to give up driving. Of course their are some who have diminished health and mental stability who pose a real danger to other people.

The old people in my family who are still living or passed on, decided on their own to give up driving when they knew it was time but before they completely gave up they naturally seemed to adjust their driving habits to match their driving skills. They stopped driving at night or in bad weather. They opted for routes that didn't involve fast paced roads like highways or freeways. They adjusted their speed. Before my grandma gave up driving she had pretty much reduced her driving to just running errands around her own neighborhood.
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Old 25th February 2018, 6:41 PM   #8
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Originally Posted by whichwayisup View Post
Do it a humourous way. I assume your dad has a good sense of humour!

Just remind him he can uber it or ask family members to cart him around town. Pay back for when he had to drive you and bro's around years ago!

On a more serious note, that sucks Alpha. This shouldn't fall all on your shoulders. Might be easier to get his family Dr to make this decision and tell him he can no longer drive, rather than you having to tell him he shouldn't drive anymore.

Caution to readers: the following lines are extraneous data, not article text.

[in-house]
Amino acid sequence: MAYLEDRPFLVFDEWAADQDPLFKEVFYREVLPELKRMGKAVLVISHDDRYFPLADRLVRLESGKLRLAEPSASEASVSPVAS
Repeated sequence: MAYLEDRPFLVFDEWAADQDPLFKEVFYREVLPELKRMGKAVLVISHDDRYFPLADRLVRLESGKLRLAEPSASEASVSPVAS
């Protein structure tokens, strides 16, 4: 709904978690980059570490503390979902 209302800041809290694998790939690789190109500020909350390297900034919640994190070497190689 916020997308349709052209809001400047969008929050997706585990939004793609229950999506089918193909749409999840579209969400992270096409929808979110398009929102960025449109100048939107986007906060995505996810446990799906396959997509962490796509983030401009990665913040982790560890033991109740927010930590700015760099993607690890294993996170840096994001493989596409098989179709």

that's a good suggestion as we do share the same primary doctor

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Originally Posted by carhill View Post
I took away the car. If someone is determined to drive a license means nothing.
baahahahaha

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Originally Posted by BaileyB View Post
It's a very difficult thing to have to do...

Are you able to share your concerns with his doctor? This may be one way to do the responsible thing, while still protecting your relationship.
yes I can talk with his doctor, I don't know why I didn't think of that, but thanks
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Old 25th February 2018, 9:43 PM   #9
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Why are you going to do that? Have you ever had to issue a silver alert for him?

I hope you aren't thinking of doing that just because he's getting older. I'd kill my kid if they pulled that sht on me for no good reason.

Plus I'd be deeply hurt.
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Old 25th February 2018, 9:53 PM   #10
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Why are you going to do that?